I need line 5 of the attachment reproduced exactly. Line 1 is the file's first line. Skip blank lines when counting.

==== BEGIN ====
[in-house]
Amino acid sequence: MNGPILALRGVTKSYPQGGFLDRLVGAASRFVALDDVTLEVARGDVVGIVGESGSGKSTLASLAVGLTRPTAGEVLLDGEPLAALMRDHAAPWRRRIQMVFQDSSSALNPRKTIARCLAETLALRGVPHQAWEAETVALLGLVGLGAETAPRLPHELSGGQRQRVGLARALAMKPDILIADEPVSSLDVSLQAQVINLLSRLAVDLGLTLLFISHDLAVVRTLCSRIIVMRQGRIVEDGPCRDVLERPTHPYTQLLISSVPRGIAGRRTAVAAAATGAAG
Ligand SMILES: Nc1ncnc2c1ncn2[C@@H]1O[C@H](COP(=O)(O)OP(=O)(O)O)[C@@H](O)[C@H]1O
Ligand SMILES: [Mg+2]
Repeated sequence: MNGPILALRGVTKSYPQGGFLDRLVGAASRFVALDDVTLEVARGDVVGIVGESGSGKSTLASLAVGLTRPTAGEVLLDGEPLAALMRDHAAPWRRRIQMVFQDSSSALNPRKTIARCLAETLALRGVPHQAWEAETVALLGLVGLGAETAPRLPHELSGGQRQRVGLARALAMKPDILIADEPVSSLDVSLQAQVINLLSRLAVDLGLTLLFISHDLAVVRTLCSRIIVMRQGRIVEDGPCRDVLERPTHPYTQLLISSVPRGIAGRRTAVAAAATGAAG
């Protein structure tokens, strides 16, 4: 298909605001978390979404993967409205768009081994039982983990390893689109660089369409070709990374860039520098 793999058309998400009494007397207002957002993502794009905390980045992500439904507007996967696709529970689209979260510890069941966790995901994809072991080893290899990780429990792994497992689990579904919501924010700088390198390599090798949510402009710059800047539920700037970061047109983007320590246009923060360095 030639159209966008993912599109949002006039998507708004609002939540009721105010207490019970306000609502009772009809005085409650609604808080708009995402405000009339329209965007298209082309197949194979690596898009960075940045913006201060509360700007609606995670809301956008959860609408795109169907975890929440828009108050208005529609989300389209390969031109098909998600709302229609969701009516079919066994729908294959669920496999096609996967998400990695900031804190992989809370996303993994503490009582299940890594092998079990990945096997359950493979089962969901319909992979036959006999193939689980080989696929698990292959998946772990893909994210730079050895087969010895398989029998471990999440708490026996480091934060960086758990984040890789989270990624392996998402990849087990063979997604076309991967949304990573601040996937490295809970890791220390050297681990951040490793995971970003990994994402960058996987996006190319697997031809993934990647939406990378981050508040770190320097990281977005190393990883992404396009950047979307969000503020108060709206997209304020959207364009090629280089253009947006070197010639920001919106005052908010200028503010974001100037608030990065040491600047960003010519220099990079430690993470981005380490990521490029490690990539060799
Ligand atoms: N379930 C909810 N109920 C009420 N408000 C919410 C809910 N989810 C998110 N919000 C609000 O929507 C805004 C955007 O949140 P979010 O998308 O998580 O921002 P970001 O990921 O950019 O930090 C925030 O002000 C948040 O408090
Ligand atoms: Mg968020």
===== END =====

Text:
Repeated sequence: MNGPILALRGVTKSYPQGGFLDRLVGAASRFVALDDVTLEVARGDVVGIVGESGSGKSTLASLAVGLTRPTAGEVLLDGEPLAALMRDHAAPWRRRIQMVFQDSSSALNPRKTIARCLAETLALRGVPHQAWEAETVALLGLVGLGAETAPRLPHELSGGQRQRVGLARALAMKPDILIADEPVSSLDVSLQAQVINLLSRLAVDLGLTLLFISHDLAVVRTLCSRIIVMRQGRIVEDGPCRDVLERPTHPYTQLLISSVPRGIAGRRTAVAAAATGAAG